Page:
Declarative learning

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Declarative learning is learning based on building a set of simple concept associations in memory. For example, learning the answer to the question What is the biggest moon of Saturn? is declarative. Simple associations can build complex structures. While learning about Titan, we can build dozens of associations, which help us understand that moon. The term declarative learning is usually used in opposition to other forms of learning, esp. procedural learning. Those two types of learning proceed along different rules, serve a different purpose and require different learning strategies.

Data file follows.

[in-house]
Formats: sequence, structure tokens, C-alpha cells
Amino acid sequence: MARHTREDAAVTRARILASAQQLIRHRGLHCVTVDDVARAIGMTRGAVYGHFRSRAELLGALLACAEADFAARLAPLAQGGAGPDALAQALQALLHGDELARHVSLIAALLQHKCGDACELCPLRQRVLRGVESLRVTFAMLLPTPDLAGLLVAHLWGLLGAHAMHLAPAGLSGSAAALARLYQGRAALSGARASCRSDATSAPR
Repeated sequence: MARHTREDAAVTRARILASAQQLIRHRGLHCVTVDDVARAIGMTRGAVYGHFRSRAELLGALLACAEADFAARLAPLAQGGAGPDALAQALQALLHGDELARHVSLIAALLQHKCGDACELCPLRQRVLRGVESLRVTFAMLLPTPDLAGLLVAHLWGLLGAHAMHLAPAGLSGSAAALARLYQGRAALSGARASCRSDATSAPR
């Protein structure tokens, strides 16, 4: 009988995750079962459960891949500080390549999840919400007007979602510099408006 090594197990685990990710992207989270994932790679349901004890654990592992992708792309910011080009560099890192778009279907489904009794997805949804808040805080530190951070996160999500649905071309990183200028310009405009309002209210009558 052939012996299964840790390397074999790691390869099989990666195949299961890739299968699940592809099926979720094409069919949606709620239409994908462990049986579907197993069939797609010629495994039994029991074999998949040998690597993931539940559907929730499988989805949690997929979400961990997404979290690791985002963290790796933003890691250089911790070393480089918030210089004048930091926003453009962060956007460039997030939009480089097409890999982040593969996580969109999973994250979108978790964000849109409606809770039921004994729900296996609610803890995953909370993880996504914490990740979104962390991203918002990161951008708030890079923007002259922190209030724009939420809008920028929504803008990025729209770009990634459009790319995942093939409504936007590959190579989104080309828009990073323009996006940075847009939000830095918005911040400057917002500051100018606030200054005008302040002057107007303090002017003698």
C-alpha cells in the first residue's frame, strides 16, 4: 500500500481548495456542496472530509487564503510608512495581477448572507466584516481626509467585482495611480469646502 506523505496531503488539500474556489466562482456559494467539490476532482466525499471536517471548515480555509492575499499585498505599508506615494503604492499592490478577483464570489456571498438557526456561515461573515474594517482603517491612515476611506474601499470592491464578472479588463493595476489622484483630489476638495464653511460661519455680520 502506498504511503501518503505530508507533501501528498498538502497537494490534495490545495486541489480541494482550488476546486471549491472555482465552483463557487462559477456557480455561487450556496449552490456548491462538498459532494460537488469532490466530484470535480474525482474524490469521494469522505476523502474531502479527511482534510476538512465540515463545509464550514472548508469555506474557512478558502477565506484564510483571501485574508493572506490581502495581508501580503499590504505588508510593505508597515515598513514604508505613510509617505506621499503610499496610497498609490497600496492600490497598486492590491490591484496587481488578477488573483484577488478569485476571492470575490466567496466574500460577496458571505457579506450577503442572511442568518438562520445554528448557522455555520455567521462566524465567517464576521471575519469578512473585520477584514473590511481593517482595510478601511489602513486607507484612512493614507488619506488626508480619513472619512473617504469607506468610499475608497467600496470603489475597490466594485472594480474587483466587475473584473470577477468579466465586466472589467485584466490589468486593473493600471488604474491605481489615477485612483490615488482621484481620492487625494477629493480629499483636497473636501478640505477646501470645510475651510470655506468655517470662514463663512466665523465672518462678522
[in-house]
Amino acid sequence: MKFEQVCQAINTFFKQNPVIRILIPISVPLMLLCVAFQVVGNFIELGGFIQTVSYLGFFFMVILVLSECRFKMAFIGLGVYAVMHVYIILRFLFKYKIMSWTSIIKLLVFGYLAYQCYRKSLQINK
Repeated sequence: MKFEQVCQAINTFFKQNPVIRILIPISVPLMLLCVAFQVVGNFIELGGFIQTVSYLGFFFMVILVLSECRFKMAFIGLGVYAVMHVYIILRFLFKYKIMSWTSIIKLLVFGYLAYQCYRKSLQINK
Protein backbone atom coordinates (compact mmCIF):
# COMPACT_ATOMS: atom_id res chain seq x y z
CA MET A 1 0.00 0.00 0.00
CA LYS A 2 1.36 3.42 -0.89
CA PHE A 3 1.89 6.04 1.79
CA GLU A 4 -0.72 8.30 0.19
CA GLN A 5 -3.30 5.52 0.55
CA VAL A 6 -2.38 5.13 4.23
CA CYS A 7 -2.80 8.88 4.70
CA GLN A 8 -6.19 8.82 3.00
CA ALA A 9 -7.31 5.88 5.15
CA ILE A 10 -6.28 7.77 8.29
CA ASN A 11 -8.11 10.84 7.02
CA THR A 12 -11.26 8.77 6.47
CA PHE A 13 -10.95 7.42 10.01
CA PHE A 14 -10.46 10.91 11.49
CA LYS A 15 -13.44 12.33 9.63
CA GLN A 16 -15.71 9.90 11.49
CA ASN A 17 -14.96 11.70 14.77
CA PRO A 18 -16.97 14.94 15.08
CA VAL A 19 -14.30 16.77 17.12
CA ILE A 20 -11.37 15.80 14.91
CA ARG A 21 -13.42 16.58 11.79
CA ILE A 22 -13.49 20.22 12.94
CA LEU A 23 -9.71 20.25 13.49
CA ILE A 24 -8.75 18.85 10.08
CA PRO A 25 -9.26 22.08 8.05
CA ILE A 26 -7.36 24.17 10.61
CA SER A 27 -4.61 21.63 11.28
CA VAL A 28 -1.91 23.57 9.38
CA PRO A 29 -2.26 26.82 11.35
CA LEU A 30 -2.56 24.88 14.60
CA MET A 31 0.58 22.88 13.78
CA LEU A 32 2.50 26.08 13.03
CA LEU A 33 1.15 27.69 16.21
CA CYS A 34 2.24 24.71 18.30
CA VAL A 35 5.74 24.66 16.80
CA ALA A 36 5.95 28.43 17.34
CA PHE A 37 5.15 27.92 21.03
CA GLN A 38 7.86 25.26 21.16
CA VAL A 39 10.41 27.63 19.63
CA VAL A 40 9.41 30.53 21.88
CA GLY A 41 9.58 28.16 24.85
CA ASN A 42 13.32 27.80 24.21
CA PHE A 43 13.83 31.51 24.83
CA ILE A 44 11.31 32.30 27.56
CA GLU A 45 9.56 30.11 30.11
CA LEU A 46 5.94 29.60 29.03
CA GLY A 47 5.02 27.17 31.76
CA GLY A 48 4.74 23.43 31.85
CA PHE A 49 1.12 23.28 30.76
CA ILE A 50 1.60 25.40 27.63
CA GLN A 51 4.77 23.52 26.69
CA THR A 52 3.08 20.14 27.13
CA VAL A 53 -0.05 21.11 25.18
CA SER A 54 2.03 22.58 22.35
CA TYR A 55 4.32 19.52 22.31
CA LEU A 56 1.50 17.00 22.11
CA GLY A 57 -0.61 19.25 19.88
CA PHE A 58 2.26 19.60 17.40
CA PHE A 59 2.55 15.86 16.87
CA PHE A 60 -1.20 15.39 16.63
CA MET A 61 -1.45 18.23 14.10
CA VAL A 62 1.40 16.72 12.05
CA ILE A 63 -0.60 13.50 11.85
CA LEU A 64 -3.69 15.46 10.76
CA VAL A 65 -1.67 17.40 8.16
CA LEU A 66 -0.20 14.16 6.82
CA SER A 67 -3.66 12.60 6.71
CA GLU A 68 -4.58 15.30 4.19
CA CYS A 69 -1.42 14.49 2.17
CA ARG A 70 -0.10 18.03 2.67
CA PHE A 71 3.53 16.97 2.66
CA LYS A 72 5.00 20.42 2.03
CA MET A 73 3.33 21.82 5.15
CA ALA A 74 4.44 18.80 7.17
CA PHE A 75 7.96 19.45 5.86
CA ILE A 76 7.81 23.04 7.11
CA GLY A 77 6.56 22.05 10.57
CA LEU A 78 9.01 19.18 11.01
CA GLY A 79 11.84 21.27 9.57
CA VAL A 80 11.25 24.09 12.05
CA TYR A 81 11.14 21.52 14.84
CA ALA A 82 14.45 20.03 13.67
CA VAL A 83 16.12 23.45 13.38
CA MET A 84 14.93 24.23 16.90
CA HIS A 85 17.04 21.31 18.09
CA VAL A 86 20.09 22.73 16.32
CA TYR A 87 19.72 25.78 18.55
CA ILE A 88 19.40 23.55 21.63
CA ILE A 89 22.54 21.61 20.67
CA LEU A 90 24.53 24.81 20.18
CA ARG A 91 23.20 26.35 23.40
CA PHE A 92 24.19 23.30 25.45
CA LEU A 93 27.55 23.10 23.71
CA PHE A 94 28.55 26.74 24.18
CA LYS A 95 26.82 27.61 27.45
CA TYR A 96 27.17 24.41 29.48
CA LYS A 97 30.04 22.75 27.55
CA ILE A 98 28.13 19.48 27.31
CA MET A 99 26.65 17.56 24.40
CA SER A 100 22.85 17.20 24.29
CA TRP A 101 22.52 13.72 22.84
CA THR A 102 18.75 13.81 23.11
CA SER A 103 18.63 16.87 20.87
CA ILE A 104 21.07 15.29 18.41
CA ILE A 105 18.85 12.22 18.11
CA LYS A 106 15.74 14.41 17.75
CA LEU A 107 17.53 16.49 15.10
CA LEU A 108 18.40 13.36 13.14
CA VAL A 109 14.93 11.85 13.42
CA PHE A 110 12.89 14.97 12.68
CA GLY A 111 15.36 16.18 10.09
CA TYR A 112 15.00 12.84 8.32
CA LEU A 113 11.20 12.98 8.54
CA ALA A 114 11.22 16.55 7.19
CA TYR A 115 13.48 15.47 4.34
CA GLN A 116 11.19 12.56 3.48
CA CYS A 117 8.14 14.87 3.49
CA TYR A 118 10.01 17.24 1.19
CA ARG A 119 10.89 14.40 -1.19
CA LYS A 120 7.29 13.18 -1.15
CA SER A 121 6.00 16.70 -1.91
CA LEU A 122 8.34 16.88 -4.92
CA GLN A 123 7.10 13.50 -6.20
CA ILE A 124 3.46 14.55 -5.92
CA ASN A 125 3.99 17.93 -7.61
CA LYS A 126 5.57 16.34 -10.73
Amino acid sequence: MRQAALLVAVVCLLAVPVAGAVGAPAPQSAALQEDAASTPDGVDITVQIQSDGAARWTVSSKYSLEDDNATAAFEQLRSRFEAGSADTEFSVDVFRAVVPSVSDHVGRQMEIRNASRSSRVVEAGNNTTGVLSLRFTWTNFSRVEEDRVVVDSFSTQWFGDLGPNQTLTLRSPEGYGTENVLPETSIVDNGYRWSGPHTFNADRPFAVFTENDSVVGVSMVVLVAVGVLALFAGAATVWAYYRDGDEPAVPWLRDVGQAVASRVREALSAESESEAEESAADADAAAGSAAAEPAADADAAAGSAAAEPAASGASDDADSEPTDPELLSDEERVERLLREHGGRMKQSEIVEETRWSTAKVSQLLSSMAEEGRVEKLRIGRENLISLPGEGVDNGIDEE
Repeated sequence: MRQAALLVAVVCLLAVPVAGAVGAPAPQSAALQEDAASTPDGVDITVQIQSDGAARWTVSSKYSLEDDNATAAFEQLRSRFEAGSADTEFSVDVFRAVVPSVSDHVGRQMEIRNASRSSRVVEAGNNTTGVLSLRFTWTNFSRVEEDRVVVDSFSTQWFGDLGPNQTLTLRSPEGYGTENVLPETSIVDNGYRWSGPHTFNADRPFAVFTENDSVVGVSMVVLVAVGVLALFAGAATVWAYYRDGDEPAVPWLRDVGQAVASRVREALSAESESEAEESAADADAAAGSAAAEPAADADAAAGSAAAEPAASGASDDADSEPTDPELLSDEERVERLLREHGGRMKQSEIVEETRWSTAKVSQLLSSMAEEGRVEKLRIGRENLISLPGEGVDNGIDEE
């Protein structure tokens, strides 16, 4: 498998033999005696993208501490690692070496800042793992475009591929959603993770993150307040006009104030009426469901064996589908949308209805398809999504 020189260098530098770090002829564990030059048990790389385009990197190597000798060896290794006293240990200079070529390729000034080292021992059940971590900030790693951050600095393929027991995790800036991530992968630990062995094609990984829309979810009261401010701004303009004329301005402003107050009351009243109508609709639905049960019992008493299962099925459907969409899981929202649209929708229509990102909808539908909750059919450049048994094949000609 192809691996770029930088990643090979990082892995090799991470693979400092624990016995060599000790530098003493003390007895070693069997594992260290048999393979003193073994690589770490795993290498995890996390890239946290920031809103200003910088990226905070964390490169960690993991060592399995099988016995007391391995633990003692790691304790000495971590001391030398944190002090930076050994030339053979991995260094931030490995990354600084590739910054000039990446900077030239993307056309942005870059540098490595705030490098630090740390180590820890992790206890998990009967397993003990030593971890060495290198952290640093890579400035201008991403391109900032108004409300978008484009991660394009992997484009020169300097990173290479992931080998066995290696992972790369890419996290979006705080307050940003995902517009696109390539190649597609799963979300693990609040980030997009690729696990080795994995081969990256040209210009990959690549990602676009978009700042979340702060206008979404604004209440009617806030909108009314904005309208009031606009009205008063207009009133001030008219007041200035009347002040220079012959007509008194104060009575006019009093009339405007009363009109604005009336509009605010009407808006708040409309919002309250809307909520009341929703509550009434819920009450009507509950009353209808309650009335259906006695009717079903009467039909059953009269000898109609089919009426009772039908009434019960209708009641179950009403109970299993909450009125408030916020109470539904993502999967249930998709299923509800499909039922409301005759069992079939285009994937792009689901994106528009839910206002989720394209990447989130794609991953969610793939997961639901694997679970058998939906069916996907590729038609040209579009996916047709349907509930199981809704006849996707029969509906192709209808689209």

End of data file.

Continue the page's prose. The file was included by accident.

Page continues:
Most of research on spaced repetition refers to declarative learning, while procedural learning is usually best accomplished with simple practice. For example, riding a bike improves one's procedural biking skills. Reading a book over and over again is a very poor strategy in declarative learning.

Declarative learning builds a vast store of knowledge in the brain. This declarative knowledge describes the reality as reflected by the organism's experience.

This glossary entry is used to explain "I would never send my kids to school" (2017-2024) by Piotr Wozniak